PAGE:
Animas River after the Gold King Mine Spill, August 2015. Photo by Kathy Myrick.
“The health of our waters is the principal measure of how we live on the land.” – Luna Leopold
More than two years after 3 million gallons of acidic, metal-laden water fouled the Animas and San Juan rivers, the Gold King Mine spill of August 2015 still stands as a visceral reminder of the water quality and public health risks associated with hard-rock mining operations.
In the mineral-rich mountains of the American West, more than a century of hard-rock mining has resulted in thousands of abandoned mine sites. Many of these sites, including the Gold King Mine, require costly remediation and water treatment in order to protect human health and the environment.
Like the Animas, the Environmental Protection Agency (EPA) has calculated that 40% of rivers in the West have been impaired by acid mine drainage – the outflow of acidic water from a mine site that carries dissolved metals into rivers, streams, and groundwater.
In the state of Colorado alone, there are an estimated 23,000 abandoned mine sites that pose varying amounts of risk to our communities and to the water resources that sustain us. Colorado state health officials have determined that mining pollution has impacted more than 1,600 miles of rivers and streams across the state, including waters of the Animas, Alamosa, Arkansas, Eagle, Big Thompson, Gunnison, South Platte, and Uncompahgre rivers.
While mining has played an important role in the history and development of the state of Colorado, it has also created the conditions that are currently degrading public water resources and burdening taxpayers with the cleanup of abandoned sites.
Late yesterday, Representatives Dylan Roberts, Barbara McLachlan, and Jeni Arndt introduced HB 18-1301 in the Colorado House of Representatives to improve the Colorado Mined Land Reclamation Act (CMLRA) and safeguard water quality during hard-rock mining reclamation.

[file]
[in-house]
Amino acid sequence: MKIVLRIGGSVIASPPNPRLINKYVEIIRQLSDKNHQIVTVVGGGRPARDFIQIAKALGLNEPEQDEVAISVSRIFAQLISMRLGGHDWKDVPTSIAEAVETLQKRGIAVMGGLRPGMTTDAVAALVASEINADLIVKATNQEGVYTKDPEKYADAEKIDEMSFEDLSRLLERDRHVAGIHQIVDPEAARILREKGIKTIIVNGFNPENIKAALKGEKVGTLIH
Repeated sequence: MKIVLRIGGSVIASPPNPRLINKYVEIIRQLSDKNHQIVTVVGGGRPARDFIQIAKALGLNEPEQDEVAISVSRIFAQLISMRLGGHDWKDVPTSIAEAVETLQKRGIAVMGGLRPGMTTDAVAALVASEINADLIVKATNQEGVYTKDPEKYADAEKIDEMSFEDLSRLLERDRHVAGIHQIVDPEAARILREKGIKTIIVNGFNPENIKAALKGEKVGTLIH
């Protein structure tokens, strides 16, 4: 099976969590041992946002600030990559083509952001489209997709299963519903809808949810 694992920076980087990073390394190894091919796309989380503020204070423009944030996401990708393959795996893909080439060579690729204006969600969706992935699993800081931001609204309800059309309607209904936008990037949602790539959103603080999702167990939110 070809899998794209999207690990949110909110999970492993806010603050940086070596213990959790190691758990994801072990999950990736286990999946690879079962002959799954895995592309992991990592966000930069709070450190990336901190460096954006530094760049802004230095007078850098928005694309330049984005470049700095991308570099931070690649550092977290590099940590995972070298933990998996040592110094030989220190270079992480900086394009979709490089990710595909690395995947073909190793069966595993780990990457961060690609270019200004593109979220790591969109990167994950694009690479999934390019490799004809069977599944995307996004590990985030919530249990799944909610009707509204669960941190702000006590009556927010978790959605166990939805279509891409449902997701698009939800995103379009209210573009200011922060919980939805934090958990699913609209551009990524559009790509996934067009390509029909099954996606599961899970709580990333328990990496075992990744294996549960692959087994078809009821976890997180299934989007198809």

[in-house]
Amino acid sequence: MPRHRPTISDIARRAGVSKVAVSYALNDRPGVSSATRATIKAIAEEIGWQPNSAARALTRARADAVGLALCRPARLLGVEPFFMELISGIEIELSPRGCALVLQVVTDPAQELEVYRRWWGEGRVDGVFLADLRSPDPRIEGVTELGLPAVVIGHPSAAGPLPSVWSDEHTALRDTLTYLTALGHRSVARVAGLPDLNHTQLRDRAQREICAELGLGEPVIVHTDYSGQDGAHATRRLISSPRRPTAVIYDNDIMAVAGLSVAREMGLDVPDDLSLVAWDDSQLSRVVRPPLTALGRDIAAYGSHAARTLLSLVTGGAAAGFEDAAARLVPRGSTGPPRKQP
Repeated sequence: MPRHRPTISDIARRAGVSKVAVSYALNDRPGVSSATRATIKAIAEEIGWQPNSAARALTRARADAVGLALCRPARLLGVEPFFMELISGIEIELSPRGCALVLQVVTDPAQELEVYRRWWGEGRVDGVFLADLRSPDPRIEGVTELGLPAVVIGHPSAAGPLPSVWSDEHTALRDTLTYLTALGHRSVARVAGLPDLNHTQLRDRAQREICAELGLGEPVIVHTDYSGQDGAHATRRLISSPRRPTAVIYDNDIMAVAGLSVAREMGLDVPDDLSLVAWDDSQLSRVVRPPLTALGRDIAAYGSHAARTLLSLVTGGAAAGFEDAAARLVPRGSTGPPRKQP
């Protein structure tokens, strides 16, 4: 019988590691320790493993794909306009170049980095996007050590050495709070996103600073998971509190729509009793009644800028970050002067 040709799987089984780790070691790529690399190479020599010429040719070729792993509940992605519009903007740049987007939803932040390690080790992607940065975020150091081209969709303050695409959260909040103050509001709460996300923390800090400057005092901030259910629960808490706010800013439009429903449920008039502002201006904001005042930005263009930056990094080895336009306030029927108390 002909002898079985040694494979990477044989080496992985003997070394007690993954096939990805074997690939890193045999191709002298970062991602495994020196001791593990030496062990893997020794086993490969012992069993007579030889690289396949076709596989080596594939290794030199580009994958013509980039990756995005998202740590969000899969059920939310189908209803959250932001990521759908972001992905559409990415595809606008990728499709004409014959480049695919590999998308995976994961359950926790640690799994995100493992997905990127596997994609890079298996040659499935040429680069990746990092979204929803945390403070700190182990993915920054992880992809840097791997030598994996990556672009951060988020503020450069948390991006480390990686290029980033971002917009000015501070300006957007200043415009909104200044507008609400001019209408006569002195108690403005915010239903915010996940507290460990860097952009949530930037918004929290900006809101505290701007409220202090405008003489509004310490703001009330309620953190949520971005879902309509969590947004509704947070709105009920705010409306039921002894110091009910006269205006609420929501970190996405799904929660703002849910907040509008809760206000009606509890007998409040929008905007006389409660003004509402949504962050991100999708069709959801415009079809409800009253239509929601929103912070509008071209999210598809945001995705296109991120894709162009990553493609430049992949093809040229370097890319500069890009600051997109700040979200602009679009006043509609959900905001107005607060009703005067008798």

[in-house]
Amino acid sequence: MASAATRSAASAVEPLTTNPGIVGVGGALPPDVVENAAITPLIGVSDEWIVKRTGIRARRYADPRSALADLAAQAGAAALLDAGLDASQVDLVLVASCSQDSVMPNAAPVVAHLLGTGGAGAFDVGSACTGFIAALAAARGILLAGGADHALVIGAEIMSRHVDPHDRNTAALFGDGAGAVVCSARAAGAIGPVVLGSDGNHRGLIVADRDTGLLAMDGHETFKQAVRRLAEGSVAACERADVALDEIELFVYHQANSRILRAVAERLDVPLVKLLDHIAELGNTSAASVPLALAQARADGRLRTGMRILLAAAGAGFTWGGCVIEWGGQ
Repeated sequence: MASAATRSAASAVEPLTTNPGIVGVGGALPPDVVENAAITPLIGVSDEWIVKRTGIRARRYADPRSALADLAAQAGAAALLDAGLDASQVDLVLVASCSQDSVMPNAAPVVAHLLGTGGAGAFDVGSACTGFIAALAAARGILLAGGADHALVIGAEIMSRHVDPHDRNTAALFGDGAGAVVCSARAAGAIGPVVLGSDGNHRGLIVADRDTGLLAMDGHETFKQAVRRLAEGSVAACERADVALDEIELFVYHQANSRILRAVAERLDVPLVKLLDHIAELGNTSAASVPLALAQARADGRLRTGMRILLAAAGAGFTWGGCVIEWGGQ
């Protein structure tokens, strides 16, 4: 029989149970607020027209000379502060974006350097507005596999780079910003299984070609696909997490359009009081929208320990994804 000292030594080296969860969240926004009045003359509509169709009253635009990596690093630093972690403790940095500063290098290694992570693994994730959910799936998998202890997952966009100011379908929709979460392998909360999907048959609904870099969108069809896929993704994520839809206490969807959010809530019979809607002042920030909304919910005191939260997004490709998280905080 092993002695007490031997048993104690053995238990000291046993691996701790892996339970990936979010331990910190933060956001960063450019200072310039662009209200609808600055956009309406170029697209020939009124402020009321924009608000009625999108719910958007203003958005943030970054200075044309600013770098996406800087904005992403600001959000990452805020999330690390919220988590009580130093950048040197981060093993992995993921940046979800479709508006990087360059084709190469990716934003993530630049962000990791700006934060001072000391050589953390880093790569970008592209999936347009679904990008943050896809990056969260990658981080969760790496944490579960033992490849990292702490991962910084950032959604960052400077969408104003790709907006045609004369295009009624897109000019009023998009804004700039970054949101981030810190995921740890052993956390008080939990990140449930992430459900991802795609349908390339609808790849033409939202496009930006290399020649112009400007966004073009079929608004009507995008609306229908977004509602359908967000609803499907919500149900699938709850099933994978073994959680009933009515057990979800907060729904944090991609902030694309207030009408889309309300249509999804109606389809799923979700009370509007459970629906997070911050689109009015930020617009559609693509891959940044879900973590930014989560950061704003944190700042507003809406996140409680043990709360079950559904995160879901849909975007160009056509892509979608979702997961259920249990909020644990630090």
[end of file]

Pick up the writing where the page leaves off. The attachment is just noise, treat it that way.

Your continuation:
This bill would update the CMLRA to align with best practices currently employed by industry and regulatory agencies, while also requiring that mining companies contribute real financial resources to pay for future reclamation of the land and water impacted by their activities.
Specifically, HB 18-1301 would:
- Explicitly include water quality protection in the calculation of bonds required for hard-rock mines within the CMLRA.
- Require operators to include end dates for water quality treatment plans to avoid creating more chronically polluting mines in Colorado.
- Prohibit the rarely used practice of corporate “self-bonding” in Colorado, aligning our laws with neighboring states and federal land management agencies. Colorado is just one of seven remaining states that allows self-bonding, which leaves taxpayers vulnerable to footing the bill for mine cleanup.
- Apply only to new mining permits issued by the Colorado Division of Reclamation, Mining and Safety.
The CMLRA requires that mines fully reclaim and clean up the land that they operate on, but current law lacks clarity on how that applies to water treatment requirements. HB 18-1301 ensures that moving forward, both land and water impacted by mining will be returned to beneficial public use once mining operations have ended.
In the interest of Colorado’s water resources, it’s critical that future hard-rock mining operations take well-reasoned and effective measures to reduce the risk of mining disasters and prevent burdening taxpayers with the cost of mine-site remediation and long-term water treatment. HB 18-1301 ensures mining companies are required to post an adequate bond for land and water reclamation while also prohibiting the types of operations that lead to never-ending and expensive water treatment.
These common-sense updates to existing policy would move Colorado toward a more sustainable and responsible mining future. At a time when environmental protections at the federal level are being rolled back, delayed, or eliminated altogether, it’s especially important that state-level policies be up-to-date and strongly protective of human health and the environment.
We applaud the efforts of Representatives Roberts, McLachlan, and Arndt to protect the taxpayers and waterways of Colorado.